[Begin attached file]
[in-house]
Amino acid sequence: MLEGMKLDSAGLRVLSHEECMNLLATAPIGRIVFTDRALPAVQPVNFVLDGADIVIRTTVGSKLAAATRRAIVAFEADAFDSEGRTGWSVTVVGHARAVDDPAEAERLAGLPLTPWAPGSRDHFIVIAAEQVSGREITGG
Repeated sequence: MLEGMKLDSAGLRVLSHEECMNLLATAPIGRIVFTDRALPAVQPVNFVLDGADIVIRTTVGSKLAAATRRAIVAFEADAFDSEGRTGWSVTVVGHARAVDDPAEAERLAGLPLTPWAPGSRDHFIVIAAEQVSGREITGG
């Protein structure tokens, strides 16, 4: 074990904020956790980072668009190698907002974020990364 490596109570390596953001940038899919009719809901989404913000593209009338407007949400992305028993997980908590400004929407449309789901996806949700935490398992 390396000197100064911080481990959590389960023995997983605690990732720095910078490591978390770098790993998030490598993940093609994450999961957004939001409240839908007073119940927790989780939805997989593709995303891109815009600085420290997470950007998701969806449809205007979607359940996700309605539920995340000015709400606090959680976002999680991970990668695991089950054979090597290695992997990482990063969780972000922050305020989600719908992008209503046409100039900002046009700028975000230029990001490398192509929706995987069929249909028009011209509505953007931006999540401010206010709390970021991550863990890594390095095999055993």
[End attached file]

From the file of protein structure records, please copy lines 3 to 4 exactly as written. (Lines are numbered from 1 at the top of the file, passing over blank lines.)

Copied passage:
Repeated sequence: MLEGMKLDSAGLRVLSHEECMNLLATAPIGRIVFTDRALPAVQPVNFVLDGADIVIRTTVGSKLAAATRRAIVAFEADAFDSEGRTGWSVTVVGHARAVDDPAEAERLAGLPLTPWAPGSRDHFIVIAAEQVSGREITGG
């Protein structure tokens, strides 16, 4: 074990904020956790980072668009190698907002974020990364 490596109570390596953001940038899919009719809901989404913000593209009338407007949400992305028993997980908590400004929407449309789901996806949700935490398992 390396000197100064911080481990959590389960023995997983605690990732720095910078490591978390770098790993998030490598993940093609994450999961957004939001409240839908007073119940927790989780939805997989593709995303891109815009600085420290997470950007998701969806449809205007979607359940996700309605539920995340000015709400606090959680976002999680991970990668695991089950054979090597290695992997990482990063969780972000922050305020989600719908992008209503046409100039900002046009700028975000230029990001490398192509929706995987069929249909028009011209509505953007931006999540401010206010709390970021991550863990890594390095095999055993």